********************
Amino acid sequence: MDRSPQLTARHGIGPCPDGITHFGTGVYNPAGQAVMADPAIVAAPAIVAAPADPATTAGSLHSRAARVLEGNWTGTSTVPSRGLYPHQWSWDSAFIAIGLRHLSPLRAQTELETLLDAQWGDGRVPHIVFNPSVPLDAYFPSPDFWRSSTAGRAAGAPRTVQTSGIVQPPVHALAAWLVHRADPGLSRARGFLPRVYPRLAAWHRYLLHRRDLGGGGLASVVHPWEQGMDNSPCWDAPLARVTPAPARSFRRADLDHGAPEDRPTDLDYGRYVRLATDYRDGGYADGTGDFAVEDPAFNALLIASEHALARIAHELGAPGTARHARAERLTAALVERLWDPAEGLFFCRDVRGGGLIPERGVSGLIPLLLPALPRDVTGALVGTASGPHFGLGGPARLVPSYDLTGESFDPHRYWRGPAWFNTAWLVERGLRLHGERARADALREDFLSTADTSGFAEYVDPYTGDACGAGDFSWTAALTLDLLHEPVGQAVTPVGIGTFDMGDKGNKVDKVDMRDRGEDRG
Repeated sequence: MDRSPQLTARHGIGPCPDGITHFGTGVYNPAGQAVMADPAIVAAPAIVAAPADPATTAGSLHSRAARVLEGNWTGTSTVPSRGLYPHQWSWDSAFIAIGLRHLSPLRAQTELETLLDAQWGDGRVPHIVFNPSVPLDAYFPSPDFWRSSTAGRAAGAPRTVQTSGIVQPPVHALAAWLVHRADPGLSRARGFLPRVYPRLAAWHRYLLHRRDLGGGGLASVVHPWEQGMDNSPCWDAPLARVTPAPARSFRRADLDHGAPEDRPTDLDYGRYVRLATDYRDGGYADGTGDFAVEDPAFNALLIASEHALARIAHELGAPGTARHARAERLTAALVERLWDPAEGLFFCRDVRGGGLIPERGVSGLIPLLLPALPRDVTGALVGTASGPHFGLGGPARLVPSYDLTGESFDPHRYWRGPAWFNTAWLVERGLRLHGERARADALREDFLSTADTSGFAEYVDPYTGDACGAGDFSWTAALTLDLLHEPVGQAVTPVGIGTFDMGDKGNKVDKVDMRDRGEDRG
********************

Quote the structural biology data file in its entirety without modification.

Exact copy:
Amino acid sequence: MDRSPQLTARHGIGPCPDGITHFGTGVYNPAGQAVMADPAIVAAPAIVAAPADPATTAGSLHSRAARVLEGNWTGTSTVPSRGLYPHQWSWDSAFIAIGLRHLSPLRAQTELETLLDAQWGDGRVPHIVFNPSVPLDAYFPSPDFWRSSTAGRAAGAPRTVQTSGIVQPPVHALAAWLVHRADPGLSRARGFLPRVYPRLAAWHRYLLHRRDLGGGGLASVVHPWEQGMDNSPCWDAPLARVTPAPARSFRRADLDHGAPEDRPTDLDYGRYVRLATDYRDGGYADGTGDFAVEDPAFNALLIASEHALARIAHELGAPGTARHARAERLTAALVERLWDPAEGLFFCRDVRGGGLIPERGVSGLIPLLLPALPRDVTGALVGTASGPHFGLGGPARLVPSYDLTGESFDPHRYWRGPAWFNTAWLVERGLRLHGERARADALREDFLSTADTSGFAEYVDPYTGDACGAGDFSWTAALTLDLLHEPVGQAVTPVGIGTFDMGDKGNKVDKVDMRDRGEDRG
Repeated sequence: MDRSPQLTARHGIGPCPDGITHFGTGVYNPAGQAVMADPAIVAAPAIVAAPADPATTAGSLHSRAARVLEGNWTGTSTVPSRGLYPHQWSWDSAFIAIGLRHLSPLRAQTELETLLDAQWGDGRVPHIVFNPSVPLDAYFPSPDFWRSSTAGRAAGAPRTVQTSGIVQPPVHALAAWLVHRADPGLSRARGFLPRVYPRLAAWHRYLLHRRDLGGGGLASVVHPWEQGMDNSPCWDAPLARVTPAPARSFRRADLDHGAPEDRPTDLDYGRYVRLATDYRDGGYADGTGDFAVEDPAFNALLIASEHALARIAHELGAPGTARHARAERLTAALVERLWDPAEGLFFCRDVRGGGLIPERGVSGLIPLLLPALPRDVTGALVGTASGPHFGLGGPARLVPSYDLTGESFDPHRYWRGPAWFNTAWLVERGLRLHGERARADALREDFLSTADTSGFAEYVDPYTGDACGAGDFSWTAALTLDLLHEPVGQAVTPVGIGTFDMGDKGNKVDKVDMRDRGEDRG